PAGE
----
I've recently noticed that different sources on the internet and in books have different ideas of whcih atomic orbital influences which molecular orbital. In the diagram, where the lines connect the AO to the MO to show their influence, I noticed that in some of the MO diagrams, the $\mathrm{2p}$ orbital does not connect to the $\sigma_1$ orbital (the lowest in energy) and the $\mathrm{2s}$ orbital does not connect to the $\sigma_4$ orbital (the highest in energy). On the other hand, I also see the case where the opposite is true and they DO connect (this is the case for my own chemistry lecturer's notes).

I asked her if she could explain this difference, and she said that the $\sigma_1$ should have some $\mathrm{p}$ character and that the $\sigma_4$ should have some $\mathrm{s}$ character, so they do connect. She didn't however say that the other way was wrong. As a result I'm not sure whether the other way is wrong, or whether it's just like a difference in notation.

I hope someone can help clarify for me. I've attached two photos of the different cases.

Thank you.

$\hspace{15 mm}$N_1



$\hspace{30 mm}$N2_2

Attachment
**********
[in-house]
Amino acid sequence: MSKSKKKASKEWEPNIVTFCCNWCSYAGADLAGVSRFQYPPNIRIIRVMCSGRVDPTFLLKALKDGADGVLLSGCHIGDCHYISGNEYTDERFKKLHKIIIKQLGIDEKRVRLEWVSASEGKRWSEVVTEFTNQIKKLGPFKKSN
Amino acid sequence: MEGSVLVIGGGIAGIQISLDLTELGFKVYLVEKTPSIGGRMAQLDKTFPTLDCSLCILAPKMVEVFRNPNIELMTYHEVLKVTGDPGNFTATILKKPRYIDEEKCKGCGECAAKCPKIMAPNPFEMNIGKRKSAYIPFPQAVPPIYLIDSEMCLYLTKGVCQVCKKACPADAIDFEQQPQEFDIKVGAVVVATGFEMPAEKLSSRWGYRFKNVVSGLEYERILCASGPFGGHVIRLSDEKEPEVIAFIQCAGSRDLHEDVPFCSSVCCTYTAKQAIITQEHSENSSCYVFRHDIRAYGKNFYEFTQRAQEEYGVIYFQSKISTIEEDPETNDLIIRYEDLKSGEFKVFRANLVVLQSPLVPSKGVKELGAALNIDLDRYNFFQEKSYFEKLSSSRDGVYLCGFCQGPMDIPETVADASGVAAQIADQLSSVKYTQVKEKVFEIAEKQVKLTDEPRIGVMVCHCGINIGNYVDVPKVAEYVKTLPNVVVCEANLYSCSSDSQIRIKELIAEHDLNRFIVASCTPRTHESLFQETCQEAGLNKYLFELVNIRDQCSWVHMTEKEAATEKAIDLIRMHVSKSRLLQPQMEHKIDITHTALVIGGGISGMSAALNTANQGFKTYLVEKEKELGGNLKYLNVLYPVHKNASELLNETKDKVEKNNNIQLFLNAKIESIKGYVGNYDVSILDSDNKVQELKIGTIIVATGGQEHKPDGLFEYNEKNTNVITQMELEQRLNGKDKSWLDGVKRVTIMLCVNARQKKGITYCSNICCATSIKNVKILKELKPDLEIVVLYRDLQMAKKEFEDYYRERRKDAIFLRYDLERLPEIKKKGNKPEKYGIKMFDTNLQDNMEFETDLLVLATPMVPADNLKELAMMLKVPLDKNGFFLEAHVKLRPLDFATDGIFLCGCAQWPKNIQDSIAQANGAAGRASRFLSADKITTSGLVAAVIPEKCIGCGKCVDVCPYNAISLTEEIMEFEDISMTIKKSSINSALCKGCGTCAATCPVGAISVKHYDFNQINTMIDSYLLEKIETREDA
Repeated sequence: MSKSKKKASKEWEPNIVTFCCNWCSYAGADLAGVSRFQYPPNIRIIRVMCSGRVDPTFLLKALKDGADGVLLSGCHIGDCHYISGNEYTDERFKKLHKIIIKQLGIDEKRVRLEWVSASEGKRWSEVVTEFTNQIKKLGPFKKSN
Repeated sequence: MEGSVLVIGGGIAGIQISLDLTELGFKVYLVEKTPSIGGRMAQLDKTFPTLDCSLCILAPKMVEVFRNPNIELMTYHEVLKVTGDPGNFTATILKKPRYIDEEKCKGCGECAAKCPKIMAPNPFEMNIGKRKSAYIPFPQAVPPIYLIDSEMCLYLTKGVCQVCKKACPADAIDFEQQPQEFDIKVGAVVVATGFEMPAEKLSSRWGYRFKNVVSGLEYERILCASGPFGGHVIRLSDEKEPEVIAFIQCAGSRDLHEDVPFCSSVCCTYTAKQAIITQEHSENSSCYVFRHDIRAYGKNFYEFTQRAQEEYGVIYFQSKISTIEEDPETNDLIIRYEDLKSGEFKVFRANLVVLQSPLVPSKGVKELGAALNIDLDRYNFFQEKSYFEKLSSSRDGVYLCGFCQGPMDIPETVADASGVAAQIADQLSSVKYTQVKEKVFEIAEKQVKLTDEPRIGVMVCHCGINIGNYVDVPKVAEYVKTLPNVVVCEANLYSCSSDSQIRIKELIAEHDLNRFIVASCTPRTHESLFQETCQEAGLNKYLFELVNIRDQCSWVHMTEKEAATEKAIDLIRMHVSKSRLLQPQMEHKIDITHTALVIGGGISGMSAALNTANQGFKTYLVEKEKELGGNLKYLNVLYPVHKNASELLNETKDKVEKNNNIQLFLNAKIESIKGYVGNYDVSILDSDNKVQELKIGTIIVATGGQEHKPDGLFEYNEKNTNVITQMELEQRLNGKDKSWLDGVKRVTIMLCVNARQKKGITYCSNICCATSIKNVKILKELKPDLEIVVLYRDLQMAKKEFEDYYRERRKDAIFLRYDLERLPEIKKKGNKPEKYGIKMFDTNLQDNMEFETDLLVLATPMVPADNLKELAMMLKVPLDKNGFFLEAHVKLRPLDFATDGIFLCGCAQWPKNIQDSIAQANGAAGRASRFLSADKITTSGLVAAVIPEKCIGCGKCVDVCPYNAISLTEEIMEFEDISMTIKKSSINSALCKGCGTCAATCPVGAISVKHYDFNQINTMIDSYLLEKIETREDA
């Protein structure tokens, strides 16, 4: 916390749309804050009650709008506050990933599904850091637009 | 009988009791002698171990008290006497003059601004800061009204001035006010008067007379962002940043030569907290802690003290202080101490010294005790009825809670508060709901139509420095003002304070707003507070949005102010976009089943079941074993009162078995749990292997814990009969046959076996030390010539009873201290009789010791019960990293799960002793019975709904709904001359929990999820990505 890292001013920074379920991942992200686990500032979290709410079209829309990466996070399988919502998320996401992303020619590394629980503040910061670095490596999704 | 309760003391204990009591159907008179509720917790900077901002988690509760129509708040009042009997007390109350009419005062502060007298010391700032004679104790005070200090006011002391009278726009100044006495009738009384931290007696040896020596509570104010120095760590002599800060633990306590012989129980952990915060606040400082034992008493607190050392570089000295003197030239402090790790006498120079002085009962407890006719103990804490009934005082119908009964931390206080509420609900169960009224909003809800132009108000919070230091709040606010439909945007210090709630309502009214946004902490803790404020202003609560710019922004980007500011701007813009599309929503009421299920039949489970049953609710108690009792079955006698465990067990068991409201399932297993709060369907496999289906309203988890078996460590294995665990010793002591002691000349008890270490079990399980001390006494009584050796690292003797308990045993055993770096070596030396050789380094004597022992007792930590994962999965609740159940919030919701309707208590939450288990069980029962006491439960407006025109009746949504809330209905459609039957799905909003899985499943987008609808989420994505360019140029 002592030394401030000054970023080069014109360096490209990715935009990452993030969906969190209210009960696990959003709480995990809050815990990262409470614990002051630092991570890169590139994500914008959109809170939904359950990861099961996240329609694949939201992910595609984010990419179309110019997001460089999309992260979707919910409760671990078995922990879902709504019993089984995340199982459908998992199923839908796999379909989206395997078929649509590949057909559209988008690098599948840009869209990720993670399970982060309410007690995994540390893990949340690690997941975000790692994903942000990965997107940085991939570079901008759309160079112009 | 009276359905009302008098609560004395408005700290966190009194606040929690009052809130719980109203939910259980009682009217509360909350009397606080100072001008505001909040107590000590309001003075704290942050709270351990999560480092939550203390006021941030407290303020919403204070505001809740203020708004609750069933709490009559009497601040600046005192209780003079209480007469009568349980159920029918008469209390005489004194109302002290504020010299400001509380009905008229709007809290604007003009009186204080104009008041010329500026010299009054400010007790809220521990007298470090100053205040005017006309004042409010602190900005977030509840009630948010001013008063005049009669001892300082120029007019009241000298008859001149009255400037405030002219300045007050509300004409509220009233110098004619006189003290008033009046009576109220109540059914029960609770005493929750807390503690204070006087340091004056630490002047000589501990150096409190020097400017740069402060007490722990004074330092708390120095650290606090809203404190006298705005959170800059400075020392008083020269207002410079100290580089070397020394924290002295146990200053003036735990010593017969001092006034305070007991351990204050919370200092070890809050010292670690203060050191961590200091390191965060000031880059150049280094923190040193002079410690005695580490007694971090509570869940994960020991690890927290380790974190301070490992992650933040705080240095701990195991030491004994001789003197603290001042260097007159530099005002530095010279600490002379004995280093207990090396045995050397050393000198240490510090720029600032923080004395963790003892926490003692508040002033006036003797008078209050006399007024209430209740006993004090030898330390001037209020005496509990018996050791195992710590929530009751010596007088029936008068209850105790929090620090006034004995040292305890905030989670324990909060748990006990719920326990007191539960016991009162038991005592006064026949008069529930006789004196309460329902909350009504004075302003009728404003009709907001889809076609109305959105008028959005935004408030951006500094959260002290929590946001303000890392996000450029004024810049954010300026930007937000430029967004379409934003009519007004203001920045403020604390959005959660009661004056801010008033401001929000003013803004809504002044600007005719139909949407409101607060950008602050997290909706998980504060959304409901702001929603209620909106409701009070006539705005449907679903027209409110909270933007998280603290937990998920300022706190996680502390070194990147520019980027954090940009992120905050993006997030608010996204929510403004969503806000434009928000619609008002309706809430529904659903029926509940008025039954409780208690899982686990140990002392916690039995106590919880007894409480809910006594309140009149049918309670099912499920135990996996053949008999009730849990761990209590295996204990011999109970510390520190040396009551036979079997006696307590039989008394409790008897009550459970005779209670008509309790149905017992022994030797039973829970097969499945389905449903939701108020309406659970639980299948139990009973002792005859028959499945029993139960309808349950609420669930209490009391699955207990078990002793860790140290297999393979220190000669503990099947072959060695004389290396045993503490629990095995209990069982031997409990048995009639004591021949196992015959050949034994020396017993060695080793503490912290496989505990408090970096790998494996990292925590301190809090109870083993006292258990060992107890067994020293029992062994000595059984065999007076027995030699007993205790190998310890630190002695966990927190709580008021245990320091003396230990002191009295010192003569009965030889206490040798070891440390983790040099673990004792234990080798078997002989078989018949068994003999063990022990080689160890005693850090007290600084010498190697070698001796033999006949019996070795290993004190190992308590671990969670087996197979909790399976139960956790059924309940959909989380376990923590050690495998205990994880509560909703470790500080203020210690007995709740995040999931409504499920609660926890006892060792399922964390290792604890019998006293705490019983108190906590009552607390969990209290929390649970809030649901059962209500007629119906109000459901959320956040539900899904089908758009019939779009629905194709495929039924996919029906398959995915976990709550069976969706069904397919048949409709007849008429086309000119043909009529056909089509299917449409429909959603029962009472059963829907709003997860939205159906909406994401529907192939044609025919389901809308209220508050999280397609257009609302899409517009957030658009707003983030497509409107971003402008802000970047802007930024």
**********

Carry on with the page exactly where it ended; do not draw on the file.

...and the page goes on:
• $\begingroup$ Welcome Daire to Chemistry Stack Exchange. I am pretty sure that both ways of drawing the MO diagrams are correct. Generally you would see the MO diagram as being drawn without showing the s and p orbital mixing (so your first image). $\endgroup$
    – Nanoputian
    Nov 16, 2015 at 19:38

1 Answer 1


As molecular orbital diagrams are qualitative ways to understand bonding, there are different ways in which they may be drawn.

In the simplest possible cases, molecular oxygen (O=O), for instance, it is okay to assume that s-orbitals mix only with s-orbitals (of similar energy), and that the p-orbitals only mix with p-orbitals. This works fine for molecular oxygen, and explains many of its properties: double bond between O and O, paramagnetic etc.

In other cases, molecular nitrogen being the common example, this is not sufficient, and we have to account for orbitals mixing with orbitals of other kinds. This is called s-p mixing.

Firstly, you construct a MO diagram where orbitals of the same kind mix (the same as you would have done for oxygen), you then allow these MO's to interact with other MO's of the same symmetry to produce a new set of mixed orbitals. When the MO's interact in this way, they produce new MO's of higher and lower energy, which accounts for the different order of the MO's between diagrams where s-p mixing has been taken into account.

In general, any homonuclear diatomic molecules below oxygen (lithium, nitrogen, boron etc.) need s-p mixing to be considered.

For more information about s-p mixing (and other kinds of orbital mixing) do a search here on stack exchange. There are plenty of other similar questions with answers to suit.


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